Project Update for August 1, 2012:
Wow, started writing this Monday and I'm still writing it on Wednesday. Its been a crazy week. The Subaru arrived back from AWD Tuning on Tuesday the 31st, who had it for 3 days sorting and tuning the new motor they built. I am not allowed to share the power numbers until after the race, other than to say it makes "plenty of horsepower" with the conservative tune necessary to complete the grueling PPIHC event. With no car to wrench on our guys here at Vorshlag took the weekend off (much needed!) but got back to work Tuesday morning, after it returned to Vorshlag. Let's get caught up from the last week of work.
More Plumbing and Thermal Protection Updates
Even after my last July 23rd thread update there was still a bit more plumbing to do. The engine bay had a factory late model STi plastic coolant expansion/fill tank, but that made us a tick nervous. It also was plumbed with hoses using worm gear clamps, which Pirtek wanted to change to use threaded ends. We found an aluminum Moroso expansion tank that looked pretty good. When it got here a few modifications were made and this new coolant expansion / overflow /whatever tank was mocked up in the car, as high as possible. Brackets were made to bolt it to the LH strut tower, then another threaded aluminum bung was TIG welded onto this tank (after it was machined down to a reasonable size on the lathe). The modified tank was then mounted and coolant lines plumbed to the radiator and turbocharger, with lines made by the guys at Pirtek. There's an overflow line (tied into the radiator's puke line) if the cap over-pressures as well. The high mounted location of the axillary tank makes the coolant (water only) system that much easier to fill and purge of air. Its also now metal instead of plastic, and has threaded connections instead of clamped.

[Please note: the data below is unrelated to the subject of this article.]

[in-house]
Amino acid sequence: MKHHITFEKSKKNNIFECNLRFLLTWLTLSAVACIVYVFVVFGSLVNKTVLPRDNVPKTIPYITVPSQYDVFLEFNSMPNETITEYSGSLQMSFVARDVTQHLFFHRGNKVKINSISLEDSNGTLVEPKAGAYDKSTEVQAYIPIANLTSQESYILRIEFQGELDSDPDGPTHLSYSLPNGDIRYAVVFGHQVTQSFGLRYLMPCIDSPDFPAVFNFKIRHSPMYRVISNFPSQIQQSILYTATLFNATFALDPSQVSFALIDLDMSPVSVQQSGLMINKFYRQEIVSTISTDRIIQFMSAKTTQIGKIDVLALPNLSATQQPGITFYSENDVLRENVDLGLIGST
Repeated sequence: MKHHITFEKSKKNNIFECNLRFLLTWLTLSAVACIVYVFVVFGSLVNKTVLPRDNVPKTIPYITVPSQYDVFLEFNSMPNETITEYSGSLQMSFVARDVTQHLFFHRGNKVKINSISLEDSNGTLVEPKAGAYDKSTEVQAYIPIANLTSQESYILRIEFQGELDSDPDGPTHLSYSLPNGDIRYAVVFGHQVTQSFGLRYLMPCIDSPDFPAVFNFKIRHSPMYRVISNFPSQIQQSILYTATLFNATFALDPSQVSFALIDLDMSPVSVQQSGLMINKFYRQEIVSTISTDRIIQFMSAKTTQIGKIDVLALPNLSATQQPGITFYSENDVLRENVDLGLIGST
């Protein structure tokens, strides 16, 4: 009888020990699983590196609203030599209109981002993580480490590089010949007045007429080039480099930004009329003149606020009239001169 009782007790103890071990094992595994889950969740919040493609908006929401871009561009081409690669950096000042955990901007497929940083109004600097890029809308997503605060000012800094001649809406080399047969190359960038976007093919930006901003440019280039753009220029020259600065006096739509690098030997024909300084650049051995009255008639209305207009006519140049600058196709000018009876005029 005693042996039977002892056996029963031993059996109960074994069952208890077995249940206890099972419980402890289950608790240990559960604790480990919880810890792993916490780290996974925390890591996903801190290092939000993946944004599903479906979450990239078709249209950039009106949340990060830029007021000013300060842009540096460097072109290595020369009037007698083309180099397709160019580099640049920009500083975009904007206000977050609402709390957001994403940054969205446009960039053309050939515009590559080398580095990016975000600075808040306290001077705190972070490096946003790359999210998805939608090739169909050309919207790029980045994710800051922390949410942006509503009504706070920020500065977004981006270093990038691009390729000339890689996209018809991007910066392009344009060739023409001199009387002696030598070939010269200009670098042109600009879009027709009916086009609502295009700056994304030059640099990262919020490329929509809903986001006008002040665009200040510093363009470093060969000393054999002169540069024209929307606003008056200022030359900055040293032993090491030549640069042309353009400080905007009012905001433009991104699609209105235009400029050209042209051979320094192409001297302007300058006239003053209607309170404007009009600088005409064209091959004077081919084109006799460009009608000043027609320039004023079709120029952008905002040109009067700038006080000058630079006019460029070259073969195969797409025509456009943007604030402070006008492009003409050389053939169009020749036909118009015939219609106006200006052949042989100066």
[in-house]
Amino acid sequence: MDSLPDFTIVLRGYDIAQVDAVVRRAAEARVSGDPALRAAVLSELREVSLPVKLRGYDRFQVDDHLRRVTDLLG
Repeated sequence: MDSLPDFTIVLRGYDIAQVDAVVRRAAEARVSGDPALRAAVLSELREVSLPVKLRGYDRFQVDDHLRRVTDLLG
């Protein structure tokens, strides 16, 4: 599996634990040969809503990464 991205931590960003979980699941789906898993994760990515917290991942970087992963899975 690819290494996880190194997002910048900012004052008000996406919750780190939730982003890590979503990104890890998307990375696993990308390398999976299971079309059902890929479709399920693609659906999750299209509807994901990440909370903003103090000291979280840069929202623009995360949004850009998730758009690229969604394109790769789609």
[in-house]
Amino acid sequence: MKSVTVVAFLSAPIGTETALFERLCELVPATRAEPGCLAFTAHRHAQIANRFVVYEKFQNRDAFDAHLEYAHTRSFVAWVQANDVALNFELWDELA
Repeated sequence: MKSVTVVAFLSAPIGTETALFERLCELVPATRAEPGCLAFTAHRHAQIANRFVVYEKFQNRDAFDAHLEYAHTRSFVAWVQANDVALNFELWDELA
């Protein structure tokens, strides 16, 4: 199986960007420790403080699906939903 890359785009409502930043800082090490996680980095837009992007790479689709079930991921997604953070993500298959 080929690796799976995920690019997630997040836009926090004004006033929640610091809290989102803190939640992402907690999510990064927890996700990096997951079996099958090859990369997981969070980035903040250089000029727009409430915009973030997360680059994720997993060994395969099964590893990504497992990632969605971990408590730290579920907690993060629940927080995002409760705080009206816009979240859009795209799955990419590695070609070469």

Below are some shots of more plumbing work, start with the two -6 braided stainless lines and Red Horse bulkhead connectors and end fittings for fuel. These two lines run inside the car (protected from being ripped off by under car debris) along a protected part under the cage, then snake behind the dash and come out through the center of the firewall, away from any heat source.
Some more of our heat insulation solutions are shown below. The main source of heat is, of course, the turbo. It now has a form fitted thermal blanket and the downpipe is fully wrapped in ceramic header wrap.
An picture of the custom oil cooler heat shield is shown below. Here you can see the oil cooler feed and return lines routing very near the (wrapped) exhaust header primaries. A stainless steel heat shield was fabricated with an air gap to the exhaust and also has a shape to keeps these lines routed smoothly away. These two lines have since been wrapped in thermal sleeving and a reflective thermal barrier film was applied to the heat shield on the top side. Next to that picture is a shot of the stock clutch salve cylinder. The OEM "Clutch Delay Valve" (CDV) has been removed and the clutter of 3 OEM hard and soft lines has been replaced by a single Teflon-lined, stainless braided, BrakeQuip hydraulic hose, custom made at Pirtek Plano South. This new clutch line will be also be wrapped in thermal sleeving, as this line was thought to be the culprit behind the mysteriously missing clutch actuation about 2/3rds of the way up the mountain in Brianne's 2011 PPIHC run. No clutch = no smooth shifts. Hopefully this thermal management will prevent this issue from cropping up this time up the mountain.
Other Fab and Prep Work
To work with various thickness wheel spacers, some extra long ARP wheel studs were installed in both the front and rear hubs. With the rear hubs removed it was obvious the bearings were shot, so those were pressed out and new bearings went back in. When the Subaru arrived here it had a full-sized battery (35+ pounds) in the OEM location, way up front. A new Odyssey AGM style battery was picked, a new mount fabricated in aluminum, and it was all bolted to the trunk floor way in the back, for better weight balance. All new 0-gauge cables were made with swedged ends. All new wiring was made to the new fuel pumps, with isolation relays, as well.
see part 2 below...